How, then, to respond? Resistance or retreat? Fight or flight? The play honors the logic, and courage, of both. Perchik and Hodel become revolutionaries. He’s arrested in Kiev; she follows him to Siberia, determined to end Russian imperialism (in its 1905 incarnation). Was it all for naught? That may depend on when you’re watching. In 1990 I saw Tevye bundle his daughter in that scarf 12 months after the fall of the Berlin Wall, 14 months before the collapse of the Soviet Union; it felt inevitable. My son saw Tevye offer his scarf to Hodel a week after Buffalo, a week before Uvalde, and three months deep into bloodshed across the Ukraine; it felt impossible.
Hodel rushes in for that final hug. “See that she dresses warm,” Tevye implores a silent God, parent to parent.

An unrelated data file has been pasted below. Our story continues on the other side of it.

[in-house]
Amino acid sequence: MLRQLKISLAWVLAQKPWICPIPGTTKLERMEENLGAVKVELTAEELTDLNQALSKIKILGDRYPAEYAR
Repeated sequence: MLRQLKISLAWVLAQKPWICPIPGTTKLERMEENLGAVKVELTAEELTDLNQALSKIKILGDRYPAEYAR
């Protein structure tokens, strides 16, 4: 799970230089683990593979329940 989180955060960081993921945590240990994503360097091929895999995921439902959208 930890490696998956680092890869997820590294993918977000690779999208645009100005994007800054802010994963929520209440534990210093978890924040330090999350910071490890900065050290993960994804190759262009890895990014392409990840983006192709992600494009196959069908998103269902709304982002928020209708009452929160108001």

One scarf vs. Siberia.
On my way to the performance, I imagined that “Sunrise, Sunset” would resonate most for me as a parent watching my kids grow up. But no: It was the ever-mournful “Sabbath Prayer” sequence that left me unexpectedly devastated. As dusk descends on their soon to be abandoned homes the mothers and fathers plead in unison:
May the Lord protect and defend you
May the Lord preserve you from pain
Favor them, Oh Lord, with happiness and peace
Oh, hear our Sabbath prayer, Amen
Each day I read the paper in anguish, wondering: How can I prepare my children for a dangerous world? The play here offers some tools: acceptance, trust, and a fortifying embrace. In the dark of the Cadillac Palace, I snuggled my son closer in our seats.
Hallie Palladino is a playwright in Chicago. Her play The Cleanup premieres at Prop Thtr this October.